A NEW SYSTEM OF AGRICULTURE. Being A Complete Body of Husbandry and Gardening In all the Parts of them. Viz. Husbandry in the FIELD, And Its Several Improvements...In FIVE BOOKS...

London: for Tho. Woodward, 1726. First edition. Laurence's "most ambitious literary project..." (Henrey p. 421). With a handsome etched frontispiece by van de Gucht showing the Prince of Wales's Richmond Lodge or Ormonde Lodge. The work is dedicated to the Princess of Wales, later Queen Caroline to George II, who would eventually improve Richmond Lodge with Charles Bridgeman.. The lodge no longer exists. (Henrey,p. 421 ). Laurence (sometimes spelled Lawrence), who bears the distinction of having written the first original eighteenth century treatise on gardening, THE CLERGY-MAN'S RECREATION, 1714, was rector at Yelverton in Northhamptonshire where he turned an unpromising patch into a thriving fruit garden over the course of 20 years. The first book in this ambitious work concerns every aspect of agriculture from dung to brickmaking. Book II describes the characteristics and uses of a great variety of forest trees, timber trees, evergreens and flowering shrubs, all suitable for growing in England without "housing". Book Three is about the subject for which the author is perhaps best known, fruit culture. Book IV : the kitchen garden. Book V is devoted to the flower garden and includes "A complete catalogue of Flowers great and small perannual (sic) or annual, usually known or propagated in England, either in the naked Ground or Hotbed." With seven engraved printer's ornaments by Francis Hoffman. Henrey 945; Hunt 466; Johnson, A HISTORY OF ENGLISH GARDENING p. 156. Folio ( 34.4 x 21.2 cm); (xxiv) + 456 (i.e. 452) pp. + etched frontispiece + 2 copperplate engravings (with 3 impressions); with 7 engraved printer's ornaments by F. Hoffman.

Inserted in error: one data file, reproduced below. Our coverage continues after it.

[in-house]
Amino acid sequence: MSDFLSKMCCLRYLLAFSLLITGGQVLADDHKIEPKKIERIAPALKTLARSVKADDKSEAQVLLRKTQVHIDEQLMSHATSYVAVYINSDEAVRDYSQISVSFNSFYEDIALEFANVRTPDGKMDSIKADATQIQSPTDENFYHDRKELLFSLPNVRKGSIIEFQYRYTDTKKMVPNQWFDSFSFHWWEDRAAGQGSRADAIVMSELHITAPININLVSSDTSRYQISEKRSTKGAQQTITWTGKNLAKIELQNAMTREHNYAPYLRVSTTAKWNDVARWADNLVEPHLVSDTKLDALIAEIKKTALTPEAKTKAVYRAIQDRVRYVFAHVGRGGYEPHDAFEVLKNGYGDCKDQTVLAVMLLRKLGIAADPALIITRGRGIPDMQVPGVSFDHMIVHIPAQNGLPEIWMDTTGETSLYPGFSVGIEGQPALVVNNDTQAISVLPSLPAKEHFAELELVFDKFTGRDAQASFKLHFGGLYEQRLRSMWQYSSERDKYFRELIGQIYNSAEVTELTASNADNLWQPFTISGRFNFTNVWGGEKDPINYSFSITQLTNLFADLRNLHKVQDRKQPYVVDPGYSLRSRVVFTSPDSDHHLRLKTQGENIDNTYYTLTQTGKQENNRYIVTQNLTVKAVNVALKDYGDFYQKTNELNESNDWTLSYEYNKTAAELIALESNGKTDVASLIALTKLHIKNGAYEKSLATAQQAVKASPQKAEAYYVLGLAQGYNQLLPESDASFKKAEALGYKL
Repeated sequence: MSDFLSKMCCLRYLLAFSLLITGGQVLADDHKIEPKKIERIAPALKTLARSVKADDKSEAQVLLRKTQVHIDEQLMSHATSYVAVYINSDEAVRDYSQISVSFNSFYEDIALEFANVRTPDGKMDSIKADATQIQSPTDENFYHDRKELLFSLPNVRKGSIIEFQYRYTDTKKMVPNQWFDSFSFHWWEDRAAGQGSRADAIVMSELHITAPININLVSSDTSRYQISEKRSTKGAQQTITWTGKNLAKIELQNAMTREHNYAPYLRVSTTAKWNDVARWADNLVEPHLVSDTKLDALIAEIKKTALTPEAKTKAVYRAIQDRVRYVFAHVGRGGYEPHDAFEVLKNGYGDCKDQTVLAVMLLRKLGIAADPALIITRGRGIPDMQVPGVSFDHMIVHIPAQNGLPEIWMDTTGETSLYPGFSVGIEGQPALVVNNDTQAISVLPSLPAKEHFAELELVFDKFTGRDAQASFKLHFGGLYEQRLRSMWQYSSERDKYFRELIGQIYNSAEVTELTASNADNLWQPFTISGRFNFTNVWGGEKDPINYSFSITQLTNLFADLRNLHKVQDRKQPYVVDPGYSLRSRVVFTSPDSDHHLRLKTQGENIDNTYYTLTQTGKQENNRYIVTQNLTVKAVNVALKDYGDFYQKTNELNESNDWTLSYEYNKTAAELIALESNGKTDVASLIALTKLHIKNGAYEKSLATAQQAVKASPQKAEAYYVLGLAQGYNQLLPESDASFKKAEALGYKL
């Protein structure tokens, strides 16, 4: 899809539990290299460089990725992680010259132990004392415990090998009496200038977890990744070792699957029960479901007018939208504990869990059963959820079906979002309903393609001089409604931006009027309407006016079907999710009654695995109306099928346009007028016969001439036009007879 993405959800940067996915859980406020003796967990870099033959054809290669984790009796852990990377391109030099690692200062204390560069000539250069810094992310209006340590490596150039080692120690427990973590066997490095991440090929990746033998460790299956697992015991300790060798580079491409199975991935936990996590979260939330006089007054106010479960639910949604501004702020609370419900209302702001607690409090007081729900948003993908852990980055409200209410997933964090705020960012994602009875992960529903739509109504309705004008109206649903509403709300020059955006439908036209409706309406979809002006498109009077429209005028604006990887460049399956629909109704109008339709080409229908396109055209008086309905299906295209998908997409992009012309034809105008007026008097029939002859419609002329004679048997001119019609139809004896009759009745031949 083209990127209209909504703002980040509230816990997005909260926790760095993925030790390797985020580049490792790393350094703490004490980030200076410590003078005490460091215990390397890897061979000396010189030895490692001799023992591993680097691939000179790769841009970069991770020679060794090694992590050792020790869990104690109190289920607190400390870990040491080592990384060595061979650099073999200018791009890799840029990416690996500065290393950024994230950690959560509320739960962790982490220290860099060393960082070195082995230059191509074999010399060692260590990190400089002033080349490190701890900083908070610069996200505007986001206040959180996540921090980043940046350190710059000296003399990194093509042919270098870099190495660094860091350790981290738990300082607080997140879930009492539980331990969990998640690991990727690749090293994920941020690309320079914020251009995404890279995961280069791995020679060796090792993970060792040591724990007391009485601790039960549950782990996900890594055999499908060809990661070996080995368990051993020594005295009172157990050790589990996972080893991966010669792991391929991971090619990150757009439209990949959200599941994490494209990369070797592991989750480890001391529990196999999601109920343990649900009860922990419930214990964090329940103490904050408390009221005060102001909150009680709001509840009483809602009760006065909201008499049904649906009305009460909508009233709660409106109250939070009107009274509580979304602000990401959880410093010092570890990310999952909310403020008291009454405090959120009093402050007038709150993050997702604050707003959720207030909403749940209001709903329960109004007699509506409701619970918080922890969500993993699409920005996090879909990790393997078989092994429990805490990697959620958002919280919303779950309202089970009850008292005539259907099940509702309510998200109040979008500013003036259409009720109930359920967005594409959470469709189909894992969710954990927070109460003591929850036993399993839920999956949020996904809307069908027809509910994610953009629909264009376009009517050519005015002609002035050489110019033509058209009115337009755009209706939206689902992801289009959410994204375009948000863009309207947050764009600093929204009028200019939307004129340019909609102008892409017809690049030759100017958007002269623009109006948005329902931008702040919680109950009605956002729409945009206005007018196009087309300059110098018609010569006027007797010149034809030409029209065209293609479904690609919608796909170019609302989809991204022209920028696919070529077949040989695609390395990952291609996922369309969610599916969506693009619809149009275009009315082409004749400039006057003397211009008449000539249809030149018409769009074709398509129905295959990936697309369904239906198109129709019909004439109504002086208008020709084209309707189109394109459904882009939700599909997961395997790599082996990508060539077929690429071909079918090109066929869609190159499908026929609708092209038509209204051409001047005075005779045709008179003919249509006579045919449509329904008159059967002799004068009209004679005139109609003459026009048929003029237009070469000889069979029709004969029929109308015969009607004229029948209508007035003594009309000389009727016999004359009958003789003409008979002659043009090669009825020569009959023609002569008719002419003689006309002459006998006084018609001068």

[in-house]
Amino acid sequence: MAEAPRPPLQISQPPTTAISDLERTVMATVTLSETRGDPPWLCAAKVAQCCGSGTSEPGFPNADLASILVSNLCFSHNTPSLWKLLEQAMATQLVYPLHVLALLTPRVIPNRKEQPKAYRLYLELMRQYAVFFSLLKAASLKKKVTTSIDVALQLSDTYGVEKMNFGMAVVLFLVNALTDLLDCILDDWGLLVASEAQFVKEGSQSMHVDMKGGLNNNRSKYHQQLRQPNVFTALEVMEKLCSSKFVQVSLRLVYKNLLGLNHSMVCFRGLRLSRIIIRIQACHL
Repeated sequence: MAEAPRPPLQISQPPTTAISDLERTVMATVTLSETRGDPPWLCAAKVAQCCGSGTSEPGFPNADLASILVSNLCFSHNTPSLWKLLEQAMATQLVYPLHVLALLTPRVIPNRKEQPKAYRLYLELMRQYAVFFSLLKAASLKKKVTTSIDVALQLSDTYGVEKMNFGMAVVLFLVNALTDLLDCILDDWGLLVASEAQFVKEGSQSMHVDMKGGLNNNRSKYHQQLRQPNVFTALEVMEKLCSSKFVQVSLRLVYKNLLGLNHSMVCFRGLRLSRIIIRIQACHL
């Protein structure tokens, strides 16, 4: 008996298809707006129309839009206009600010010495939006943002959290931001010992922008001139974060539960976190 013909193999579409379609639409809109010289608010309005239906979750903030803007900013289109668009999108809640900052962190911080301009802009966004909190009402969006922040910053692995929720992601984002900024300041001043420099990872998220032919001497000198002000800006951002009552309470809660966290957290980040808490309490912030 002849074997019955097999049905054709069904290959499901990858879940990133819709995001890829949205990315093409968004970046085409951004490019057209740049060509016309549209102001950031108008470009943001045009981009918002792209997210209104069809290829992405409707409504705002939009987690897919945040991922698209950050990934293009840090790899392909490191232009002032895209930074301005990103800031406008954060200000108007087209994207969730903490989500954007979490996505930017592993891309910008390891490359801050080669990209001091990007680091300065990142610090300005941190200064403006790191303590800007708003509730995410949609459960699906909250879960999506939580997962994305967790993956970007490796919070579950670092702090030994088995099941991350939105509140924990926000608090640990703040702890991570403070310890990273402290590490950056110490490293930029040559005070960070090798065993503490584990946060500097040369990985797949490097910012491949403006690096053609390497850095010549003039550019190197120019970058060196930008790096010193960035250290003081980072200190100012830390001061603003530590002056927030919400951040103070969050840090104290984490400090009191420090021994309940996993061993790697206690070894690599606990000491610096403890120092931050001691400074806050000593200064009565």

Original full leather boards with double gilt ruling, very skillfully rebacked in full leather with gilt ruled raised bands and what is probably the original gilt-lettered title piece; original front pastedown preserved with two bookplates (Hare of Docking, Esq. and L.K. Elmhurst); free endpaper and following blank recent and well-matched; much faded old damp-staining (washed?) appearing in upper margins of some pages, only occasionally appearing in text, at rear pages. The name Charles Martin written in faded ink on title page. A well preserved copy.
ID#: 16219
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